1. Get at least a bachelor's in comp sci/software engineering (I have an ever-useful English degree already) because in terms of career growth, you won't get priority unless you have that degree. This is important to me, given that I'm currently at a position where I have almost no room for growth.
2. Don't get a bachelor's, because everything's getting outsourced in software engineering anyway.

I'm reluctant to give up before I've even gotten started on programming, since I took forever to find a job, first of all, and one that I actually enjoy.

Leee, Friday, 18 December 2009 05:40 (eleven years ago) link

People who say #2 don't know what they're talking about.

Just make sure you either specialize or diversify your skills (whichever suits your persona, there are pros and cons to either) so you're not a one trick programmer, and you'll be fine. In this late 2009 economapolypse, I'd go with the diversify-yourself-and-learn-a-whole-bunch-of-shit-for-fun angle. Companies will give preference to people who geek out on programming in their spare time, or *ahem* at least can pretend very well that they do.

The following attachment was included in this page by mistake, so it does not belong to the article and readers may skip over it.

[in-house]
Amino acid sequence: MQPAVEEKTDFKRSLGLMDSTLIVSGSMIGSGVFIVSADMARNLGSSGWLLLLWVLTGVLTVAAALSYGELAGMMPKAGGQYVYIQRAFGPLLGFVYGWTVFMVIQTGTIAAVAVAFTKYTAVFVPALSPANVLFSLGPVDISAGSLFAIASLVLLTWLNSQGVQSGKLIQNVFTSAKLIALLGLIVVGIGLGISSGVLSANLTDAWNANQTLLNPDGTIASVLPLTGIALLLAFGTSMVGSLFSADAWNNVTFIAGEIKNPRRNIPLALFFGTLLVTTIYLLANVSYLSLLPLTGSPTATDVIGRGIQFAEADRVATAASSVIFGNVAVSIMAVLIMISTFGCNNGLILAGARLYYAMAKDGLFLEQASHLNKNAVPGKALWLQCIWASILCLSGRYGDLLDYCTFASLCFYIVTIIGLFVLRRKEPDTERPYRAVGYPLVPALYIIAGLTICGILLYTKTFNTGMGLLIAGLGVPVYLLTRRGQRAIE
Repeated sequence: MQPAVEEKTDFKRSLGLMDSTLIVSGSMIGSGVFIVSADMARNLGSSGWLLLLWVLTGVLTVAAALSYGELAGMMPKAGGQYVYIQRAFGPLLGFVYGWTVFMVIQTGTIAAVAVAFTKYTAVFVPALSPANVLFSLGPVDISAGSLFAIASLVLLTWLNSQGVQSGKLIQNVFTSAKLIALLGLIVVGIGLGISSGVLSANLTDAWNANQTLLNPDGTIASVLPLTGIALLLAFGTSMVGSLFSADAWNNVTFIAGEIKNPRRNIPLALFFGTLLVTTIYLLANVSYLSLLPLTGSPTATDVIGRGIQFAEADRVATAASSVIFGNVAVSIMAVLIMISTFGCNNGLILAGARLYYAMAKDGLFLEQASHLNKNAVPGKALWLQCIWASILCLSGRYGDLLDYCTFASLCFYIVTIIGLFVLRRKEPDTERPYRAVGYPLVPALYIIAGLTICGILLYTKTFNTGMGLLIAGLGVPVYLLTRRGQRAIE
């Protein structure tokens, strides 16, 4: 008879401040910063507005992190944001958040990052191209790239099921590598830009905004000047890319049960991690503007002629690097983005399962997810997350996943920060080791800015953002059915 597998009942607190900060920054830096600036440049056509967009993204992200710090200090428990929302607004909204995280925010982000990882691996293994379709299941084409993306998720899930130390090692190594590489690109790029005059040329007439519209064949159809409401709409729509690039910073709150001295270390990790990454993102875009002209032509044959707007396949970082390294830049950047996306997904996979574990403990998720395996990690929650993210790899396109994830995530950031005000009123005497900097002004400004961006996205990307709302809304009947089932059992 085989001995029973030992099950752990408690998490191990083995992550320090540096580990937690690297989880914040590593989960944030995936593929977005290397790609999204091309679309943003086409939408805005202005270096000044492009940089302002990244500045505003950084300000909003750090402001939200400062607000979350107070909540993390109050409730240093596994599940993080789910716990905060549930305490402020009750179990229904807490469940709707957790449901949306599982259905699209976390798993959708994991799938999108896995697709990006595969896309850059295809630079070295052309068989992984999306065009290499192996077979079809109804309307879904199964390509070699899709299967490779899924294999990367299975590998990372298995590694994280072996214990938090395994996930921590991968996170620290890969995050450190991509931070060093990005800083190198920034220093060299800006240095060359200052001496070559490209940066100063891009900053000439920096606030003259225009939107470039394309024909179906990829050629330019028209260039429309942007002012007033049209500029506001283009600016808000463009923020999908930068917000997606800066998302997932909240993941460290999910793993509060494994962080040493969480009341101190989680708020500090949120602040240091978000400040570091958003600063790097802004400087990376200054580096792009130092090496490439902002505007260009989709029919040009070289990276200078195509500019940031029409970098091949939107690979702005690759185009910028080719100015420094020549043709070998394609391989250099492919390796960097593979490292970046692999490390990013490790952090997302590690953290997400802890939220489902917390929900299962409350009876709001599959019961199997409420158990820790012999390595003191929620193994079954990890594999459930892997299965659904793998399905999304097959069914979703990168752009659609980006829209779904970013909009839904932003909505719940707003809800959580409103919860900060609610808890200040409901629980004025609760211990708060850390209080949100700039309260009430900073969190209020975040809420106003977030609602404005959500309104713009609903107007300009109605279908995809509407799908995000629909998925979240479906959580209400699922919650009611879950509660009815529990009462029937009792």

Sock Puppet Pizza Delivers To The Forest (Sock Puppet Queso Con Concentrate), Friday, 18 December 2009 06:35 (eleven years ago) link

Yeah, learn a bunch of shit, more the better.

kingfish, Friday, 18 December 2009 06:40 (eleven years ago) link

3. Make up for lack of degree w/ experience (fuck going back 2 school)

shartin jort (am0n), Friday, 18 December 2009 06:44 (eleven years ago) link

Other recent observations: open source environment jobs have blossomed.. Microsoft technology jobs have softened (for pretty obvious budget reasons.) It's awesome to know both, but if you had to choose one, choose the former -- since it's free, and if you can prove that you wrestled with bugs in some open source package, and overcame them, that's something you can put on a CV.

(The really stupid thing about tech companies: no one will hire a seasoned C# programmer for a mid-level Java position, or vice versa -- even though the two language skills are highly transferable. This is digressing into rant territory, so I'll stop.)

Sock Puppet Pizza Delivers To The Forest (Sock Puppet Queso Con Concentrate), Friday, 18 December 2009 06:51 (eleven years ago) link